Till Dearth Do Us Part in Sakal, Sakali, Saklolo (Jose Javier Reyes, 2007) December 13, 2008Posted by Richard Bolisay in Asian Films, Noypi.
Written and directed by Jose Javier Reyes
Cast: Judy Ann Santos, Ryan Agoncillo, Gina Pareño, Gloria Diaz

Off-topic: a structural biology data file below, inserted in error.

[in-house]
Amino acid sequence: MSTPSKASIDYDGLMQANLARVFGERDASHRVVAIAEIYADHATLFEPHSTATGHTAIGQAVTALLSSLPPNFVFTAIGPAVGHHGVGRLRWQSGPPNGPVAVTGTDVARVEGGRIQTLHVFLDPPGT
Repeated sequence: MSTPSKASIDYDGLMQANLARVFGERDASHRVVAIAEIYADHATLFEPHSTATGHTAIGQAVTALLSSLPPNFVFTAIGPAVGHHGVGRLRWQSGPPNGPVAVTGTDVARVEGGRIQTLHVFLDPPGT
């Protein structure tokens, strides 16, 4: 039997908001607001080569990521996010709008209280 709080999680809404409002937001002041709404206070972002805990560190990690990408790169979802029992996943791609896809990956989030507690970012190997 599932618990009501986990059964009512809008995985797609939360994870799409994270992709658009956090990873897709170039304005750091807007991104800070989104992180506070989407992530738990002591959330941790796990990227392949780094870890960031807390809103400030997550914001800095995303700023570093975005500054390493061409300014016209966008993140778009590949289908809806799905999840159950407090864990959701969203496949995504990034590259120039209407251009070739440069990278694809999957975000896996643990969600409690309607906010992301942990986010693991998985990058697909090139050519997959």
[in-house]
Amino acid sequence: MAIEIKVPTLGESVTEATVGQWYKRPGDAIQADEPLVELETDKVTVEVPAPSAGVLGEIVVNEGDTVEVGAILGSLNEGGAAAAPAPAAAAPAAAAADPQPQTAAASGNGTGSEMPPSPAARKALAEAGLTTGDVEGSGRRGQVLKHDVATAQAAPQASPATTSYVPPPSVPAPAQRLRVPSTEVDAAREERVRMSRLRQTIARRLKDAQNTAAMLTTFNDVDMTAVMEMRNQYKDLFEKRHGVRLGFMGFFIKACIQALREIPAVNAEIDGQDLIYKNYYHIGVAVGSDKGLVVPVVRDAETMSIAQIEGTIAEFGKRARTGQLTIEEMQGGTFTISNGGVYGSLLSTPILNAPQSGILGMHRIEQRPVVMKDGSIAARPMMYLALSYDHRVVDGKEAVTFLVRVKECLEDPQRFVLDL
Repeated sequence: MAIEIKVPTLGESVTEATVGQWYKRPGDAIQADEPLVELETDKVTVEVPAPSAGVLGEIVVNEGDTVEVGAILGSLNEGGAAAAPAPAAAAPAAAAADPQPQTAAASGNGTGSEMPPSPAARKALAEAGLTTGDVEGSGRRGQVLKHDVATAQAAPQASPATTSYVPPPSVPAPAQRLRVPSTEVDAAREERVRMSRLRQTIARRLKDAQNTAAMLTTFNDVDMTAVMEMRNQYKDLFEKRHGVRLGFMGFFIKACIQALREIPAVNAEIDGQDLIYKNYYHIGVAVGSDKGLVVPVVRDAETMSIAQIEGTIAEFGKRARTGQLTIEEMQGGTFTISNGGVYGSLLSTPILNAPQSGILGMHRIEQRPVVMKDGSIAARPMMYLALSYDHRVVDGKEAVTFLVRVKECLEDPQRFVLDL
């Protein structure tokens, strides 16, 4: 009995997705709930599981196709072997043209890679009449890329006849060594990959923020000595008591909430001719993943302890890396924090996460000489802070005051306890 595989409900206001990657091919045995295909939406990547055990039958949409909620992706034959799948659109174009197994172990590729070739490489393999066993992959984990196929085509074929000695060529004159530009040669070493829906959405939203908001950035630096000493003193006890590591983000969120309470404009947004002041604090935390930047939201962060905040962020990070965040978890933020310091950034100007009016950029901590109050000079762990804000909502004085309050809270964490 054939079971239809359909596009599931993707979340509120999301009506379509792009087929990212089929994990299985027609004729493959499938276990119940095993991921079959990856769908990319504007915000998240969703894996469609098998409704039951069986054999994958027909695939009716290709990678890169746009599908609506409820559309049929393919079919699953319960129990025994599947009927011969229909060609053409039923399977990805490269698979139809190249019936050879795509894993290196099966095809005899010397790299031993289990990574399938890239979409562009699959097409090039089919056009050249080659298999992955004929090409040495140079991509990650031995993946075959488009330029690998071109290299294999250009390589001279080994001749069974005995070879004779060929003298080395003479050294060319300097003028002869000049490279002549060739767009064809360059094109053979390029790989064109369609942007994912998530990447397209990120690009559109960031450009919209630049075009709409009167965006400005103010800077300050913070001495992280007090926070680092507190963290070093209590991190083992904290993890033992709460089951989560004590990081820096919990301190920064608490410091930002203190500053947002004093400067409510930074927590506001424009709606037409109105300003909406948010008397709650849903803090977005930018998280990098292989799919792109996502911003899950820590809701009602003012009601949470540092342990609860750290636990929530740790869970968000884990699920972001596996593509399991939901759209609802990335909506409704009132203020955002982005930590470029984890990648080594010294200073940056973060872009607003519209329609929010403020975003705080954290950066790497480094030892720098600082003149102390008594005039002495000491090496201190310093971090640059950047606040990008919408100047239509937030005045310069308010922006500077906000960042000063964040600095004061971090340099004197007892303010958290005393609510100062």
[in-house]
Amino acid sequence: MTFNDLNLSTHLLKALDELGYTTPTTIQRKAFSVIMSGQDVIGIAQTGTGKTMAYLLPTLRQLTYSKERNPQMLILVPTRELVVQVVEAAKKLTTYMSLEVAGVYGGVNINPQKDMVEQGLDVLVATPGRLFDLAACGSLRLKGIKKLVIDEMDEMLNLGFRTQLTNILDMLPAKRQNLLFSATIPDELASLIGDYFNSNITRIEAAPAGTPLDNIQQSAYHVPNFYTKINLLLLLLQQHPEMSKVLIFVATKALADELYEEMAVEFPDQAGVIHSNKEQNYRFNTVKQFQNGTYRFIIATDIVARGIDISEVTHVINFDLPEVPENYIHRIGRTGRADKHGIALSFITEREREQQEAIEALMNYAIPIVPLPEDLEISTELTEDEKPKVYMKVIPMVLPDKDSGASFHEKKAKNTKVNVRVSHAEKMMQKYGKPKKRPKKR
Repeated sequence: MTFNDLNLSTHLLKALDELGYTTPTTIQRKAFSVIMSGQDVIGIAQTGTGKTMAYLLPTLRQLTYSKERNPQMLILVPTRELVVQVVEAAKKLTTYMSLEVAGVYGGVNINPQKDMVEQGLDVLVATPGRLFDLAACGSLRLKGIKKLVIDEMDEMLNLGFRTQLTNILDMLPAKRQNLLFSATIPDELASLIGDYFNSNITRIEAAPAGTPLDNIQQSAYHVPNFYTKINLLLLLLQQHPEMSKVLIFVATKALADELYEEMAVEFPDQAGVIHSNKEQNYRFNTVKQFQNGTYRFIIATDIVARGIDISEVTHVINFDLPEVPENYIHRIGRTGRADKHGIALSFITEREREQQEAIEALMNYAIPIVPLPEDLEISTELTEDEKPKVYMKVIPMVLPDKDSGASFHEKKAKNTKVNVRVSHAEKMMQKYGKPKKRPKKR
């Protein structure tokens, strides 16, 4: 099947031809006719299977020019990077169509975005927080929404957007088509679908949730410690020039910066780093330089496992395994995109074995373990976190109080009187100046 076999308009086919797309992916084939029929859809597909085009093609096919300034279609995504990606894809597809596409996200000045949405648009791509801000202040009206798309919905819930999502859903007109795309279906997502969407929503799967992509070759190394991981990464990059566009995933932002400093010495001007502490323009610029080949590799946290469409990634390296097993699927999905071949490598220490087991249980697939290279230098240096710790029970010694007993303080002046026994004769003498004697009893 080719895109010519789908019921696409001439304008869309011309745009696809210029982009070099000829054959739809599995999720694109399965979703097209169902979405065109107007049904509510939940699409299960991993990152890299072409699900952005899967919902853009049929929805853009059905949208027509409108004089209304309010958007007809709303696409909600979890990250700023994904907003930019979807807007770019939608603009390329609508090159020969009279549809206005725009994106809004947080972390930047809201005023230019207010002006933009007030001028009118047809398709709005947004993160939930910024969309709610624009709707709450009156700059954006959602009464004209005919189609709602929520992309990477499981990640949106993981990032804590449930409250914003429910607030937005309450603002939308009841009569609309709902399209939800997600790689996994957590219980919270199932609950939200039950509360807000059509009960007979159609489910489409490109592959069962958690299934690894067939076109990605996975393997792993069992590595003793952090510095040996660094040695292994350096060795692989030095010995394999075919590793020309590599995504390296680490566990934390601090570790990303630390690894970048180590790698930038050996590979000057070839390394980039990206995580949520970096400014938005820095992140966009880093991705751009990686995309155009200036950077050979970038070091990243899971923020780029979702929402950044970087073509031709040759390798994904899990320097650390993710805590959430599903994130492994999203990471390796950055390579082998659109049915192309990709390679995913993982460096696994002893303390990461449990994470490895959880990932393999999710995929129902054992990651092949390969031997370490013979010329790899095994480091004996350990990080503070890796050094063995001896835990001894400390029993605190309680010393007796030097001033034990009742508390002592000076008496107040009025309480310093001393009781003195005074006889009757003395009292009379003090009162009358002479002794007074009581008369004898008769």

Sakal, Sakali, Saklolo is only half as good as its predecessor, or perhaps a-fourth, I don’t know, I was never really good at exacting fractional comparisons, but it is surely less appealing than Kasal, Kasali, Kasalo. Not that I have grown tired of Judy Ann Santos’s effortless quibbles, she is as stellar as ever, aside from the fact that her presence demands undivided attention, but Reyes has succumbed to tiring gimmicks in bloating his plot until nothing else really matters, nothing but the mismatch of the century in another channel. Imagine falling in love with someone and slowly sketching your dreams with him, and incidentally you are a movie star and he is a popular young actor, not really at the tip of this business’s iceberg but one of the faces that you can easily recognize in a glance, and you both work for a network that, above every one, knows how to commodify even the most absurd and turn it into a smashing box-office, and you are so sweet that the Kris Aquino neurons in our stupid brains await when the two of you will tie the knot, as if it is the most important revelation in the world, as if it will alleviate the famine in the provinces, as if marriage is the last thing on earth that a couple needs, and you both agreed to make a movie, what could be less convincing than a real-life couple on screen, what minor difference between the real and the reel cannot excite our imaginations, other than food the best consolation to an empty stomach is gossip, now that’s Filipino culture, and it became a hit, so there’s this sequel and more than enough savings before the two of them settle down. Now that’s one perk of being famous. Agoncillo’s geekiness complements Santos’s fluffiness, and when they clash it can only be a bolt of thundering typhoons. Reyes vows that he will not direct the next if there will be another one – – what wordplay is there left? – – good for him, good for us. Mute the film and there will be nothing left but hollow images, hollow narrative, and a hollow truth that married life can never be happy without people, and that people can never be happy without married life. It still works, but the propensity to overdo it is very much felt. It is like eating tenderloin stored in the fridge two days after it was cooked, the flavor is still there but you feel that it is both old and cold; never mind, it still tastes good.